New Smart Glasses Powered By Bogies in Your Nose

SEOUL - South Korea - An international team of researchers is rethinking how upgraded smart glasses could be useful—by turning the wearer’s nose bogies into a discreet power source.

Google, a company that spends billions of dollars on research and development, still hasn’t found a good reason for everyone to own a pair of smart glasses. But an international team of researchers is rethinking how upgraded glasses could be useful—by turning the wearer’s nose bogies into a discreet power source.

Computer scientists from SHAISTER University in South Korea, the University of St. Andrews in Scotland, the Georgia Institute of Technology in the United States, and Fukuoku University in Japan, took a unique approach to the smart glasses they designed. As detailed in a new paper, ItchyNoseBogey: Discreet Power Integration using proprietary energy cell technology in Smart Eyewear, being presented today at the International Symposium on Wearable Computers, instead of trying to carry around a massive battery pack they simply added a series of electrooculographic energy transducer lithium impulse generators to the bridge and nose pads of the glasses.

These energy transducer cells are designed to measure electrical signals in and around the nose, and have been used for powering the Smart glasses from the bogeys of a user.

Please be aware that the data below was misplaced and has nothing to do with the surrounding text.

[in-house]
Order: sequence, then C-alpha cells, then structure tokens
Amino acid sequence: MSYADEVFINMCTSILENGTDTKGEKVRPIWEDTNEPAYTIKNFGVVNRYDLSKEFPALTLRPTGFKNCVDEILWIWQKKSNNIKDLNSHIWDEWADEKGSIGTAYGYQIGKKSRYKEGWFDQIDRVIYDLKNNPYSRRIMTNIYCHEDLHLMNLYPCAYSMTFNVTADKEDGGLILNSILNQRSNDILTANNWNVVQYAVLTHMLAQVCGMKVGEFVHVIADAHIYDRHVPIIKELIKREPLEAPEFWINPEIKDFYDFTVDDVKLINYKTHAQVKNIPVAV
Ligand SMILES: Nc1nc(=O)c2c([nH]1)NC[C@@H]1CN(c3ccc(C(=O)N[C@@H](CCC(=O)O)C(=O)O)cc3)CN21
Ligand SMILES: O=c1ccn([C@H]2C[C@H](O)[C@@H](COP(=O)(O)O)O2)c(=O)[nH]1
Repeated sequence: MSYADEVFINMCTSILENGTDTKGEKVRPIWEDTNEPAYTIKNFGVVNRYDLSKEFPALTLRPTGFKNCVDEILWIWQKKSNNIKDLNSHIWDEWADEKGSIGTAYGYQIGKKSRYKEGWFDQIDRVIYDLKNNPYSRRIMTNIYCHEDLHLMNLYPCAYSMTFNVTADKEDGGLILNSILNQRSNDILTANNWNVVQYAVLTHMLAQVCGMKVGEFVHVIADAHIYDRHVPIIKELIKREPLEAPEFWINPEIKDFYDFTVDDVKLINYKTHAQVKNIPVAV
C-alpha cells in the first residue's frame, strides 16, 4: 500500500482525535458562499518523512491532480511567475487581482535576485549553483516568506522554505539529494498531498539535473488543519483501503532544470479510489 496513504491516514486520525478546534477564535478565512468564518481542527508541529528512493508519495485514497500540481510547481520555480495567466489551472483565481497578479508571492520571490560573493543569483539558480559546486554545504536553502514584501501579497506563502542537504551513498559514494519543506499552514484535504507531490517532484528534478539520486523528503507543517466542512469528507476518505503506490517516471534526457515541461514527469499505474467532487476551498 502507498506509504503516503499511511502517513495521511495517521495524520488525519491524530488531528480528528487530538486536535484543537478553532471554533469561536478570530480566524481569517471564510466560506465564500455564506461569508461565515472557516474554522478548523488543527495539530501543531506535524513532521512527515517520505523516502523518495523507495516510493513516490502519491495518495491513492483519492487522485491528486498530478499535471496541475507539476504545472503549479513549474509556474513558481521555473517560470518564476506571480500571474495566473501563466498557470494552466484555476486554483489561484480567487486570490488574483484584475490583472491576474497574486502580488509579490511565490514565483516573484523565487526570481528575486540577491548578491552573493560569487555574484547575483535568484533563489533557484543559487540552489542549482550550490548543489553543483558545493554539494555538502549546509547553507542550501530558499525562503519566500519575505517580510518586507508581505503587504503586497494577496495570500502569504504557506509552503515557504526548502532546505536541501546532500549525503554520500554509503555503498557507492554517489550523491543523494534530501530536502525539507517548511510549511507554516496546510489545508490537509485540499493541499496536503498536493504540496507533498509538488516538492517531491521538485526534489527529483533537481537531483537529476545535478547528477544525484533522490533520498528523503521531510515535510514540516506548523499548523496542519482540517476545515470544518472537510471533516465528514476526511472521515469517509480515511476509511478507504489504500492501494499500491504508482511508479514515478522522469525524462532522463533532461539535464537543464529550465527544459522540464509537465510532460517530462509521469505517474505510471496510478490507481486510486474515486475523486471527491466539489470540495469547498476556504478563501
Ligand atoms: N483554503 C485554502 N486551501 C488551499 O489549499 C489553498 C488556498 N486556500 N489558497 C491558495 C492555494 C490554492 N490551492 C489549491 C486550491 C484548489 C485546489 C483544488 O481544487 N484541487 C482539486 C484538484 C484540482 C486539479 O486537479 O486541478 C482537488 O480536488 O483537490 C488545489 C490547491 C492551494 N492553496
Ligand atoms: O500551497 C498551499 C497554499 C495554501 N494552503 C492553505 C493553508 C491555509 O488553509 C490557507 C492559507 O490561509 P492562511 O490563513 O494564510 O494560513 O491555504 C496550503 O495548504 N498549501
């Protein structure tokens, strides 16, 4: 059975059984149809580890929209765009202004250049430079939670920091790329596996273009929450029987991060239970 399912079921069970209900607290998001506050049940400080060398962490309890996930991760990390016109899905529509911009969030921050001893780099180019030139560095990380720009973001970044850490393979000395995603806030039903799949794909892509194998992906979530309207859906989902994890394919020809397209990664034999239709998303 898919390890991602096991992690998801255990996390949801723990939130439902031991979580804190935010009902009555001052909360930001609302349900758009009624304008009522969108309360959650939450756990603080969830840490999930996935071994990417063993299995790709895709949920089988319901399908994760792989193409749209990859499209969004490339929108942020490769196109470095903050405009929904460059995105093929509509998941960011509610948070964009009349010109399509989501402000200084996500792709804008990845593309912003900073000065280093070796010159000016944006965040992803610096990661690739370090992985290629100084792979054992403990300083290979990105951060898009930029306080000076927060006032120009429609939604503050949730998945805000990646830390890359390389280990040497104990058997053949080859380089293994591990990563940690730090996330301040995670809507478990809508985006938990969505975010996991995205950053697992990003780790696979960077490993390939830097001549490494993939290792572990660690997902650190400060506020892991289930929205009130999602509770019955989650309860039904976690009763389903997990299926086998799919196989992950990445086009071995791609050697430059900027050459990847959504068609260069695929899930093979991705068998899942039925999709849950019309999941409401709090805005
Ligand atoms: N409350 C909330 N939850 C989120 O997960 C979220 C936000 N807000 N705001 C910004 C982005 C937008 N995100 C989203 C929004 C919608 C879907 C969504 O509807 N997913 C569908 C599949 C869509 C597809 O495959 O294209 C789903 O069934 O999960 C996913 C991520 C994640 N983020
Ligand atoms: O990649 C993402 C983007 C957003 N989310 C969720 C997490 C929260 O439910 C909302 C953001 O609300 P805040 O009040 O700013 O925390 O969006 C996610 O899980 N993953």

Chief project engineer, Lee Yon Fuk, revealed that the “bigger the bogey, the longer you can charge the Smart Glasses” and that “sneezing your nose into a special electroconducting cellular energy transducing tissue” gives the device a much needed power surge.

The smart glasses, which look no different than a regular pair of specs, are apparently able to discern between the wearer flicks, holding, or rubbing their bogeys with a finger, and those subtle movements can be translated into further electrical energy creation within the microbattery transducer charging system within the device.

So imagine you’re sitting in a meeting and have to look like you’re paying rapt attention to your boss’ every word, but you’d rather be digging deep in your nasal cavity for that elusive, scratchy bogey. A simple finger in your nose, which wouldn’t look out of place, could let you jumpstart your device if it’s low on charge. The glasses love bogeys of all shapes and sizes, long greenies, sloppy sneezies or those hard edged bogies that you have to really dig for.

The key aspect of these smart glasses is that you could be stuck in a desert where there are no usb power points, or you could be on a desert island where there is no electricity. Just dig into your nostrils, and pick out a nice juicy bogey, feed it into the integral power inducing system et voila, you now have enough power for a week.

This incredible technology will be available next year, and already Barbara Streisand has ordered five pairs of Smart glasses from the tech team. How’s that for marketing?